James Ruppert: going once, going twice or not going at all…

Car auction

Some auctions major on classics, others on bangers

What am I bidding for this knackered, trouble-prone part-ex?

Car auctions: I’m not that keen really. I used to live within walking distance of Wembley Car Auctions, a fairly terrifying place to visit, which I did very often. 

It taught me a lot, which was mainly to avoid buying from them. I’ve bid, bought and survived, but the experience isn’t especially enjoyable. You are in the hands of the auctioneer and, apart from kicking the tyres, there isn’t much you can do to check what you are buying. It is always a gamble. That’s probably why I don’t talk about auctions much in this space. 

However, a reader called Nick got in touch, who experienced firsthand the ‘leftovers’, which went for hundreds and looked in a fairly shocking state. I think, like most of us, he was amazed that anyone would deliberately run their cars into the ground before seemingly part-exchanging them. According to Nick, there were hundreds of bread-and-butter motors that were filthy inside and out, with scratches, cracked bumpers and windows, poor tyres and wheels that often smoked their way into the hall. 

This is nothing unusual and, for the purposes of research, I popped into a bitterly cold evening event, post-work at 6.30pm, where the emphasis really is on what has been left at the bottom of the part-exchange barrel. There weren’t too many traders present, but there may well have been people who trade. 

Rather worryingly, there were families with buggies looking for a people-carrier or a stopgap hatch. All they were going to find was some trouble. Mind you, a ferociously ugly 2004 Fiat Doblo 1.2 Active with not a lot of miles relative to the year, 50k, has colossal amounts of room for a growing family willing to bid £350 for it. A £600 bid for a 2006 Chrysler Voyager, even with what seemed to be a low, 80k mileage, might suit someone after seven seats. 

The cheap tiny shoppers were the worry, as they are in demand. These cars hold their value and go upwards as the unwanted bigengined executives go the other way. So a 2007 Citroën C1 Vibe with over 100k miles and lots of obvious issues – tyres, short MOT and a blowing exhaust – went for £250. 

A 2004 Alfa Romeo 156 TS Veloce at £200 top bid is at least going to be worth more in parts. Any purchase via the auction route is risky, but a Honda is always going to be a pretty safe bet. So a 2002 100k-mile Civic in Executive trim at a top bid of £190, despite the scruffy bodywork, might last longer than the last bid at 9.45pm. Be careful out there.

What we almost bought this week

Lada Niva 1.6 Cossack: We could buy a new, left-hand drive Niva for £10,799 from Mark Key (markkey.co.uk) or this tidy, right-hand-drive 1990 G-reg one with 28k miles priced at £5995 from, of all things, a repossessions company. Some poor soul must have fallen on hard times, then, but given the Niva’s brilliance off road, their loss could be our gain.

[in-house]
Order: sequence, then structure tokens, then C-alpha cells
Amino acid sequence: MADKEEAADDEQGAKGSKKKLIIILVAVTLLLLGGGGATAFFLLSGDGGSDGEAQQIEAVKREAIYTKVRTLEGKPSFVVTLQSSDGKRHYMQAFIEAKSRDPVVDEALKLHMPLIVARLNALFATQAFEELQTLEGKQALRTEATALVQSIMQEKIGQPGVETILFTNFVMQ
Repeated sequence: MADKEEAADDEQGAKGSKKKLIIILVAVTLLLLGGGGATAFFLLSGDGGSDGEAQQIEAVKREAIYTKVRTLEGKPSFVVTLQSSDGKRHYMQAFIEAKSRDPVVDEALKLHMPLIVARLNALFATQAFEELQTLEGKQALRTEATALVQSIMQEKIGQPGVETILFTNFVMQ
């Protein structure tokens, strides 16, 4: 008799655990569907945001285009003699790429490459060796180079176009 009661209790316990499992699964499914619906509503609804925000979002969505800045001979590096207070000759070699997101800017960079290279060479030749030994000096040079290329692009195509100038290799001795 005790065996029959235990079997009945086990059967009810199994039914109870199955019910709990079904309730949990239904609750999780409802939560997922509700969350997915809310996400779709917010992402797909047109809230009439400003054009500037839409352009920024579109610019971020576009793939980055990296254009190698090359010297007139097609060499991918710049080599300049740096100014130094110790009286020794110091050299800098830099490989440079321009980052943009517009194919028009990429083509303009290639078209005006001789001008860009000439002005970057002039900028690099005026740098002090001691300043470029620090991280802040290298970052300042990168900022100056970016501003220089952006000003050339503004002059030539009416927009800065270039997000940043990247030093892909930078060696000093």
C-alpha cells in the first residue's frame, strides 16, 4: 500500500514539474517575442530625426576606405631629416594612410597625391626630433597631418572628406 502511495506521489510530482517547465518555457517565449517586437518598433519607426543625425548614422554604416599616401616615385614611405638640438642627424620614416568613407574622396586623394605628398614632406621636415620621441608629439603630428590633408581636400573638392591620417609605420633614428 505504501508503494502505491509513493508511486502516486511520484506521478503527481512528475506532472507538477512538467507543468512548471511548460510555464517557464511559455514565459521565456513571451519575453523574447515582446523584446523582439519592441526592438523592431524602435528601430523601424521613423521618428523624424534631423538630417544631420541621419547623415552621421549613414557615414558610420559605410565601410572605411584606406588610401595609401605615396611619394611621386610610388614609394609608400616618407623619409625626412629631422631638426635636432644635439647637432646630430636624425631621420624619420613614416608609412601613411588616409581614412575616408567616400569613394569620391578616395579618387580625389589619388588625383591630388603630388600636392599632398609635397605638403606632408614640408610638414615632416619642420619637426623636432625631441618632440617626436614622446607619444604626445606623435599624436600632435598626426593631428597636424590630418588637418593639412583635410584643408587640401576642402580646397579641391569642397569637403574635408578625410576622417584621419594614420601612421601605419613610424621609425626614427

Tales from Ruppert’s garage

Volkswagen Golf, mileage – 46,457: You might remember that Gordon the old Golf was headbutted by a pheasant a month back. This dislodged the radar and broke the holding bracket. That was replaced – the bracket, anyway. However, the cruise control isn’t happy at all. There is a warning on the dashboard and, even though we fiddled with the bracket and the little sensor, nothing seemed to fix it. 

It looks like we are going to need someone with some proper diagnostic kit to tell us that we need a brand-new sensor. The good thing is that this can wait a bit. Don’t hold your breath, or post me a new sensor…

Reader’s ride

Volkswagen Caddy: Roderick Ramage has been here before and returns: “My 1986 Land Rover 90 pick-up suffered a death knell MOT failure. I sold it for £1k as a project. It cost me £2950 in 2002 so its annual depreciation was £122. 

“After experiments with a tiny trailer, I have scaled down to a 1997 Volkswagen Caddy for £4600. (By coincidence, the £2950 I paid in 2002 is £4645 in today’s money.) It has a bigger load bay than the Land Rover and comfier seats but no external cleats for roping the load down, only floor-level rings.”

Readers’ questions

Question: I heard that in Sweden there’s a compound full of over 1000 unregistered Saab 9-3s and 9-5s. Is it true? Ian Panting, via email

Answer: We don’t think so. A former Saab exec, now a dealer, who worked at the factory at Trollhättan in the company’s dying weeks told us he recalls a compound filled with cars. Saab invited dealers to collect them because it couldn’t ship them. He believes any that remained were dismantled by the government-owned parts business that still functions. Last December, it was reported that the last 9-3 had just been sold by an Italian dealer who’d been storing the unregistered car since 2011. John Evans

Question: I’m thinking of going electric but I do drives of at least 200 miles. Which electric car has the longest range but doesn’t cost a fortune? Donald Brock, Shipston-on-Stour 

Answer: Two cars suit your requirements. First up is the £32,995 Kia e-Niro 64kWh with a WLTP range of 282 miles and a real-world range, according to our sister magazine What Car?, of 253 miles. Or check out its close relative, the £32,845 Hyundai Kona Electric 64kWh with a WLTP range of 279 miles and a real-world one of 259 miles. Prices quoted include the £3500 government grant. John Evans

Read more

Hyundai’s electric cars offer best real-world range

Buying a car at an auction – six top tips​

Kia e-Niro review

Source: Autocar Online

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